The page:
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How to Grow Peas in a Greenhouse

By Sophia Darby ; Updated September 21, 2017
A mature pea plant.
pea image by cherry from Fotolia.com

Growing peas in a greenhouse allows you to have fresh peas all year round. Peas are well suited to wintering in a greenhouse, as they are much more cold-tolerant than other types of vegetables. In fact, warm weather often adversely affects pea pod production, so save the summer garden space for warm-weather plants instead. If you love peas and have a greenhouse, then this vegetable certainly deserves a place within it.

Keep the greenhouse temperature a minimum of 40 degrees Fahrenheit.

Use greenhouse lights from November to March. This ensures the pea plant vines do not grow excessively tall and thin.

Prepare the soil in the containers. Peas prefer loose, well-draining soils with a pH of 6 to 7.

Add a 1-inch thick layer of fertilizer to the soil and mix thoroughly. Compost or dried manure works well.

Provide a support structure for the pea vines to attach to, such as lattice.

Choose a pea plant variety. Garden peas, also known as “shelling peas”, are most common. Sugar peas and snap peas are also popular and are the varieties used in stir-fries.

Plant the peas. If growing from seed, the seeds should be planted 1 to 2 inches apart, at depth of 1 to 1 ½ inches. If transplanting from starter plants, remove from starter container and gently place in new container at a depth that completely covers the plant's root system. Planting should take place in September.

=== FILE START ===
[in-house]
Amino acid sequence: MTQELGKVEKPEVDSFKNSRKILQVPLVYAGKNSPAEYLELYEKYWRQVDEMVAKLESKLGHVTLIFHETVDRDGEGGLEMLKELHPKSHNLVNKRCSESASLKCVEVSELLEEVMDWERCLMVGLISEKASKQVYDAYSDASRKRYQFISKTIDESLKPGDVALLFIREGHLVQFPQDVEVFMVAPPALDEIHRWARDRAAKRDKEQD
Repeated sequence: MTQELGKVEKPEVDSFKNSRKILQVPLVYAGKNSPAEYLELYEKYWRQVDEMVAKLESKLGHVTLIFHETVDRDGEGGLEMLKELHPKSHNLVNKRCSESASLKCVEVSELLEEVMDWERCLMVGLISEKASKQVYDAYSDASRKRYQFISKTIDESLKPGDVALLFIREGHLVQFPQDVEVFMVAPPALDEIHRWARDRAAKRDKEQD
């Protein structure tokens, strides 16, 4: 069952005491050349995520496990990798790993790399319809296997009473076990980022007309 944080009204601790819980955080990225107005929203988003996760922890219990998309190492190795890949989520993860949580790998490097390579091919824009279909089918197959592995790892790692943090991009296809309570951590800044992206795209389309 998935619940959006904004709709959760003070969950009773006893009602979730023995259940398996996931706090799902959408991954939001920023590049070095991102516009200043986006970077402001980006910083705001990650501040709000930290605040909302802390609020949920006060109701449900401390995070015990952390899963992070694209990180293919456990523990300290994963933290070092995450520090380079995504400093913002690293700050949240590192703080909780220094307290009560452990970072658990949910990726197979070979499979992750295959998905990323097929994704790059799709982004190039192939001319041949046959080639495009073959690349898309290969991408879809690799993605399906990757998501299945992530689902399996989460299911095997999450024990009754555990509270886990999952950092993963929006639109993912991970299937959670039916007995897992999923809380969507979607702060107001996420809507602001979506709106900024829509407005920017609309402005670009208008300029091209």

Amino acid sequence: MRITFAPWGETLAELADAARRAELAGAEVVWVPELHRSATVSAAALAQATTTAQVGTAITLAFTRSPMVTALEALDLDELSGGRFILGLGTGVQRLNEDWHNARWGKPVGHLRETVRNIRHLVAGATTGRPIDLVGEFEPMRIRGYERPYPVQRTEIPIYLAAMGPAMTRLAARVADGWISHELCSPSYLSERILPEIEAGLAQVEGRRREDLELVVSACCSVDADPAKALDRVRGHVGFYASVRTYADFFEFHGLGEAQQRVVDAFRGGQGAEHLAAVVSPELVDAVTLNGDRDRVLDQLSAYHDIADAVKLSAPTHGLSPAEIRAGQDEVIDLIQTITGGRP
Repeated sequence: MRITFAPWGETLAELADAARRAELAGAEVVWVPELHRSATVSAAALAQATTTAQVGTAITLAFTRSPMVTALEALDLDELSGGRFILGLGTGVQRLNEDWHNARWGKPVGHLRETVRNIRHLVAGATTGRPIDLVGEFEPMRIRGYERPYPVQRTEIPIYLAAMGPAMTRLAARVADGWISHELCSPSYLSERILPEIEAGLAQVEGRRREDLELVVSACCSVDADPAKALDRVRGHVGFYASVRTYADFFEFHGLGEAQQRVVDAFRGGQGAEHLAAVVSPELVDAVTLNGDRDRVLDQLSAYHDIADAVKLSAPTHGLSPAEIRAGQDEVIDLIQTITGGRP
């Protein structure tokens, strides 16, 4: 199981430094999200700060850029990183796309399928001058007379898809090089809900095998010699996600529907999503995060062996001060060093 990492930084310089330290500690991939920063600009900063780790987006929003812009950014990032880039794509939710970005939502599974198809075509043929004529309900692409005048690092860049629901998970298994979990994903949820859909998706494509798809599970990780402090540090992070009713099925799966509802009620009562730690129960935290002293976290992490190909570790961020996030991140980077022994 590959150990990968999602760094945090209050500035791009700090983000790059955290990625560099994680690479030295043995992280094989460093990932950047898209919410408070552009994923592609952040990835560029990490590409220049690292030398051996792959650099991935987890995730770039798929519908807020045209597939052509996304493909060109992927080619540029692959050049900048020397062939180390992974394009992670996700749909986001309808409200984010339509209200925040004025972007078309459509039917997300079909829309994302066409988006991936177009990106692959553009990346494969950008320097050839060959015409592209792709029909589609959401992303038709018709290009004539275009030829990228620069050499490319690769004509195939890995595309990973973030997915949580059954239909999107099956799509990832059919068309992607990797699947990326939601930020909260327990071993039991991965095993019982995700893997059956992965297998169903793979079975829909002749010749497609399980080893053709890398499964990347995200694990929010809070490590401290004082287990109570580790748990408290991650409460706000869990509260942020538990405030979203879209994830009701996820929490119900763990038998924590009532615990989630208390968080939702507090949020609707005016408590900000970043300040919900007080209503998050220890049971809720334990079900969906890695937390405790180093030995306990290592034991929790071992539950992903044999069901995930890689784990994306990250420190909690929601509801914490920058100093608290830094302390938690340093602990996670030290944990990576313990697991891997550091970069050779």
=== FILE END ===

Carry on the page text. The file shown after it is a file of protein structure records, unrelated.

Water the peas deeply, to the depth of 1 inch per week. Water should be poured onto the soil and not the plant itself, once the pea plant has sprouted.

Harvest pea pods at their peak. Garden peas are ready as soon as the pods appear swollen. Sugar peas are ready when the pods first plump up and snow peas when they reach their full length, which is usually 5 to 7 days after flowering.


Things You Will Need

  • Greenhouse lights
  • Soil
  • Growing containers
  • Fertilizer
  • Lattice
  • Pea plants or seeds
  • Water


  • To harvest peas, hold the stem of the pea pod in one hand and pull off the pea pod with the other hand.
  • Pea pods growing at the bottom of the plant often mature first.


  • Avoid using a nitrogen-rich fertilizer on peas. Nitrogen increases leaf production, while decreasing pod production.

About the Author


Sophia Darby is a former professional hairstylist who has spent the last six years writing hair-related articles for both online and print publications. Her work has appeared in Celebrity Hairstyles Magazine, as well as multiple websites.